Now public: newspapers are dead

Now public: newspapers are dead

Summary: Bambi Francisco of Marketwatch tells us that journalism is just a matter of "perspective". So we turn our perspective on her. And we find La Bambi on Pluto -- guilty of using "dwarf logic" in her justification of citizen media

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TOPICS: Tech Industry
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How much do we really want the average person to contribute to the newsgathering process, to politics and to the culture itself?" Bambi Francisco of MarketWatch asks.

I met La Bambi this week at the iHollywoodForum's Digital Media Summit in Hollywood's grand old Roosevelt hotel. She was on Michael Stroud's panel about "Citizen Journalism" alongside Leonard Brody, a founder of blogging aggregator NowPublic. With his rat-a-tat discourse, unshaven cheeks and thick thick glasses, Brody was perfectly cast as a humorless media revolutionary -- the blogging version of Leon Trotsky (this was iHollywood, after all). And he spoke like one too. In one memorably glib sentence, he announced the death of newspapers. Print news is history, he announced, with all the dialectical certainty of a reincarnated Trotsky. Finished. As dead as John Cleese's parrot. And what will replace them? Brody-Trotsky had the answer. Blogs, of course. Citizen blogs. The kinds of barely informed, amateur "journalism" that infects worthless sites like NowPublic. 

The scary thing is that this kind of nonsense is seductive. Take La Bambi, for example, who should know better than flirt with Brody-Trotksyism. But, like a schoolgirl in the throes of an adolescent crush, she appeared infatuated by citizen journalism. In her MarketWatch piece, the wide-eyed La Bambi questions the value of established media. She describes Brody-Trotsky as "eloquent" and, sounding more like a bimbo blogger than an elite journalist, the MarketWatch correspondent refers to a "famous recent case at the New York Times" (Judy Miller?) which supposedly reveals the intrinsic unreliability of mainstream media. Oh yeah? Just like the James Frey scandal showed that all authors everywhere are liars or the George Bush idiot-presidency reveals that every politician in the history of mankind was a moron.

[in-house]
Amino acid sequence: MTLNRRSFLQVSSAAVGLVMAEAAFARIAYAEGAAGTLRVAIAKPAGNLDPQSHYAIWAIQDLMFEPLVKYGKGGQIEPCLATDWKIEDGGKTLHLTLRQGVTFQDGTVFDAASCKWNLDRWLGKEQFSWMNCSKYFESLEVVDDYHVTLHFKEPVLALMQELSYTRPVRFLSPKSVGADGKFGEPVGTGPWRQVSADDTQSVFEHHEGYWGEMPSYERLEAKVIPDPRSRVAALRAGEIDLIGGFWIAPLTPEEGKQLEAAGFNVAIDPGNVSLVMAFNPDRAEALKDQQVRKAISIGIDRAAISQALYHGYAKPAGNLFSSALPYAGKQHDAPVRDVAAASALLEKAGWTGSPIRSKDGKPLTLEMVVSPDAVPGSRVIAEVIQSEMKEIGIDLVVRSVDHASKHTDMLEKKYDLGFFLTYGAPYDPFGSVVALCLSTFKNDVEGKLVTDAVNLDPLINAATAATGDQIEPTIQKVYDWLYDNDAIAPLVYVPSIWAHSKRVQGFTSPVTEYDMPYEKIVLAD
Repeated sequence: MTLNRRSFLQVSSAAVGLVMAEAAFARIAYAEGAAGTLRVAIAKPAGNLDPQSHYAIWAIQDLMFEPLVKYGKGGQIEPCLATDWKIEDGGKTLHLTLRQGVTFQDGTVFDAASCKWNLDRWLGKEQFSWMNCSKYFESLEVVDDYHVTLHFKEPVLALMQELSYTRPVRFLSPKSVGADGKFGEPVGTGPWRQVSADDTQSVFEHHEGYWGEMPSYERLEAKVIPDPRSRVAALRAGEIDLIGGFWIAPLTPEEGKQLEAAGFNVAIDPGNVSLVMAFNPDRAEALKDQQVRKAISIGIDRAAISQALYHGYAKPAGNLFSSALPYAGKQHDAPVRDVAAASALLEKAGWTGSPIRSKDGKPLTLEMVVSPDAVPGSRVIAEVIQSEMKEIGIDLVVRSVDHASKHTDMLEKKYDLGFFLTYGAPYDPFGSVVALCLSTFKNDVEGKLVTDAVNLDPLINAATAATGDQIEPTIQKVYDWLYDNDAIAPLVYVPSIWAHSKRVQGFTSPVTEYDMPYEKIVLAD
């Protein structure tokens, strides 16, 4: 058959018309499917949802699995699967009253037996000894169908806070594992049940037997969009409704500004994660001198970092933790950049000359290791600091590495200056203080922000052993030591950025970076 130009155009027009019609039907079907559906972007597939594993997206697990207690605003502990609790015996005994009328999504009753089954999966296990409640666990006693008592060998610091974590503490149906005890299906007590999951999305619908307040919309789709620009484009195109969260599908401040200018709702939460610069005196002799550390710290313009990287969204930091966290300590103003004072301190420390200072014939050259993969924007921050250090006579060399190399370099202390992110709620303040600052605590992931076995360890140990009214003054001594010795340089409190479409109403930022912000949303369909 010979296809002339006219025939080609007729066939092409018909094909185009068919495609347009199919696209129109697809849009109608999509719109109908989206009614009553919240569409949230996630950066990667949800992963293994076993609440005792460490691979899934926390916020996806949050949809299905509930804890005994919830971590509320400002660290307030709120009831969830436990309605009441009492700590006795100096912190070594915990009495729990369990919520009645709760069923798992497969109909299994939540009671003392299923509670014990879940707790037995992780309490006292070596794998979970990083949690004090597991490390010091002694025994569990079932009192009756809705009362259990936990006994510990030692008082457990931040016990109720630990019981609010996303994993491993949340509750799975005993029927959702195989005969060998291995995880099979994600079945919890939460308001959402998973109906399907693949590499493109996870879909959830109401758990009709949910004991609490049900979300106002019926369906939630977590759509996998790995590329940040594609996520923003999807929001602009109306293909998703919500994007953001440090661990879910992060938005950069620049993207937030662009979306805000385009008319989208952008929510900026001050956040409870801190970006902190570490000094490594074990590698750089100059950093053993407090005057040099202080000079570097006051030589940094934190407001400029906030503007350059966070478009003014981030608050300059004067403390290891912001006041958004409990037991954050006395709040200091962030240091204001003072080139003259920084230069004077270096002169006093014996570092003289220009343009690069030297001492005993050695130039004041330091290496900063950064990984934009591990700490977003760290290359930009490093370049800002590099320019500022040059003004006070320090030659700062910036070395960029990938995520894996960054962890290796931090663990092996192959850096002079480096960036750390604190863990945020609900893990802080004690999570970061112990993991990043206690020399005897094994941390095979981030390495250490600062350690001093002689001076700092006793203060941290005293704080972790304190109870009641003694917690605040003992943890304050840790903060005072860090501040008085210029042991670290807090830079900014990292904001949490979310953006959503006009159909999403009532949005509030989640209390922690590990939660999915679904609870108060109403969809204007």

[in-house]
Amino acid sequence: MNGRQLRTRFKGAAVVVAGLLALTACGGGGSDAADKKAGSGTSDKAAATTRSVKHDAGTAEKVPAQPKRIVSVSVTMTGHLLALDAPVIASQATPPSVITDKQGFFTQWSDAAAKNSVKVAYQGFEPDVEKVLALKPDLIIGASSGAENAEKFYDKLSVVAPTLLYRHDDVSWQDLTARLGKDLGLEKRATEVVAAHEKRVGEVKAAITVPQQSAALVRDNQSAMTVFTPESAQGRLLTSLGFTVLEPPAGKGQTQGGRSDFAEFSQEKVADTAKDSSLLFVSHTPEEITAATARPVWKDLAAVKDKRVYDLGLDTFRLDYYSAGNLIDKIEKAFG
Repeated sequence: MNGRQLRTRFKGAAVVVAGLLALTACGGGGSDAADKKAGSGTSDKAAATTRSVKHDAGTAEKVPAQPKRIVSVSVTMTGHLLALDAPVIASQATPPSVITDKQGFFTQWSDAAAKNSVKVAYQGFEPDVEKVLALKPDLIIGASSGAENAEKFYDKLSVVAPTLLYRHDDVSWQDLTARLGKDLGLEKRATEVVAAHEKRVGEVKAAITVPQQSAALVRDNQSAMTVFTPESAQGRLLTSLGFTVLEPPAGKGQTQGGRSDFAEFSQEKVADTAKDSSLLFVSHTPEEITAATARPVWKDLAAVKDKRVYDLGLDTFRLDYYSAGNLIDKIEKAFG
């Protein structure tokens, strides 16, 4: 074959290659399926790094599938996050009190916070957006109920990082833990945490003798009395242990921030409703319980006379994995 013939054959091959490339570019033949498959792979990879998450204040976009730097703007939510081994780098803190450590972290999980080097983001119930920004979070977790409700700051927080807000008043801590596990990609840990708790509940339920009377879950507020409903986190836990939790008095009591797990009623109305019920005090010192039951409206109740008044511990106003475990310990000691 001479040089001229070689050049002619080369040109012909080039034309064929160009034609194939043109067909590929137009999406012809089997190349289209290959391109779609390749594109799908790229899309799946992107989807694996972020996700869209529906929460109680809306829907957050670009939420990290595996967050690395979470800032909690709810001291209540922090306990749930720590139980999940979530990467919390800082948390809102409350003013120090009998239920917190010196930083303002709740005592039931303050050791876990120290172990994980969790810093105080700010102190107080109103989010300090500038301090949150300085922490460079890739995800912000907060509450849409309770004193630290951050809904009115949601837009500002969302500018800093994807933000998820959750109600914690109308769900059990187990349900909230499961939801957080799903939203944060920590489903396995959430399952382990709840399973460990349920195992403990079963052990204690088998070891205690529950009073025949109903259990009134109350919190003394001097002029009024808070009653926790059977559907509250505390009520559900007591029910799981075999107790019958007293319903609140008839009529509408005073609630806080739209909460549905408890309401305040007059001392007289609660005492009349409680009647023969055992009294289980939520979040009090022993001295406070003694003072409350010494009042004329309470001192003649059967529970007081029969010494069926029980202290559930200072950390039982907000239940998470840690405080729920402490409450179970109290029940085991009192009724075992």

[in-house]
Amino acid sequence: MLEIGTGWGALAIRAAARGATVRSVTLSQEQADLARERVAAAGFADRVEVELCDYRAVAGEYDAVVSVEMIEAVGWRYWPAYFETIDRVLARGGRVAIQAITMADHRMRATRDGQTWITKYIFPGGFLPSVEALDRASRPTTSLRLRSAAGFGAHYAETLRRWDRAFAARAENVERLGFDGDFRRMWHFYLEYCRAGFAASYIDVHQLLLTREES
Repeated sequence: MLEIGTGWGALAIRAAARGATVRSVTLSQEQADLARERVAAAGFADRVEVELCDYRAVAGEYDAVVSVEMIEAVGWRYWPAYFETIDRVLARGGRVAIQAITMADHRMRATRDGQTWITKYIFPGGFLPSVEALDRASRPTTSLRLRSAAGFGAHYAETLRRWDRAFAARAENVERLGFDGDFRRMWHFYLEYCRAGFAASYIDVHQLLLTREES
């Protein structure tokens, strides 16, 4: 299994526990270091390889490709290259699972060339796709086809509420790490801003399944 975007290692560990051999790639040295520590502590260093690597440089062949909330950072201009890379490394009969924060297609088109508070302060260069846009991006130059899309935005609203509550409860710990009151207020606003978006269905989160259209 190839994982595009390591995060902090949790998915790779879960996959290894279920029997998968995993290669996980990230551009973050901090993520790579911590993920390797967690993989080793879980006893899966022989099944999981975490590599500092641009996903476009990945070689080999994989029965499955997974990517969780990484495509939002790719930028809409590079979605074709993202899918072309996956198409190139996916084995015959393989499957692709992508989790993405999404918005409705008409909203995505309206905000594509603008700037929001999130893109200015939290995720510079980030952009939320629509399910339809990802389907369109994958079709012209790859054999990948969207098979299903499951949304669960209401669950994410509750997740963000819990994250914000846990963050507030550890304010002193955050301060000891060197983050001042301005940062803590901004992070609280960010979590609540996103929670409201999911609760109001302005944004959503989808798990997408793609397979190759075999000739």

It gets worse, I'm afraid, quite a bit worse. To question the authority of experts, La Bambi lands her spaceship on Pluto. Yes, that's right -- Pluto. She argues that the reclassification of Pluto into a "dwarf-planet" should make us suspicious of scientific experts  -- everyone, I guess, from Kepler, Galileo and Newton to Einstein and Steven Hawking:

 For years, we were all led to believe what scientists -- presumably learned or at least smarter than the average Joe -- said about Pluto, which is that it was a planet. Now we're told that it's not true. Pluto is a "dwarf planet."

And then, inevitably, La Bambi retreats to a mindless relativism -- Web 2.0's dwarf logic -- in distinguishing between amateur and professional media:

 "Indeed, it's different, but that doesn't mean it's false. It's just a different perspective."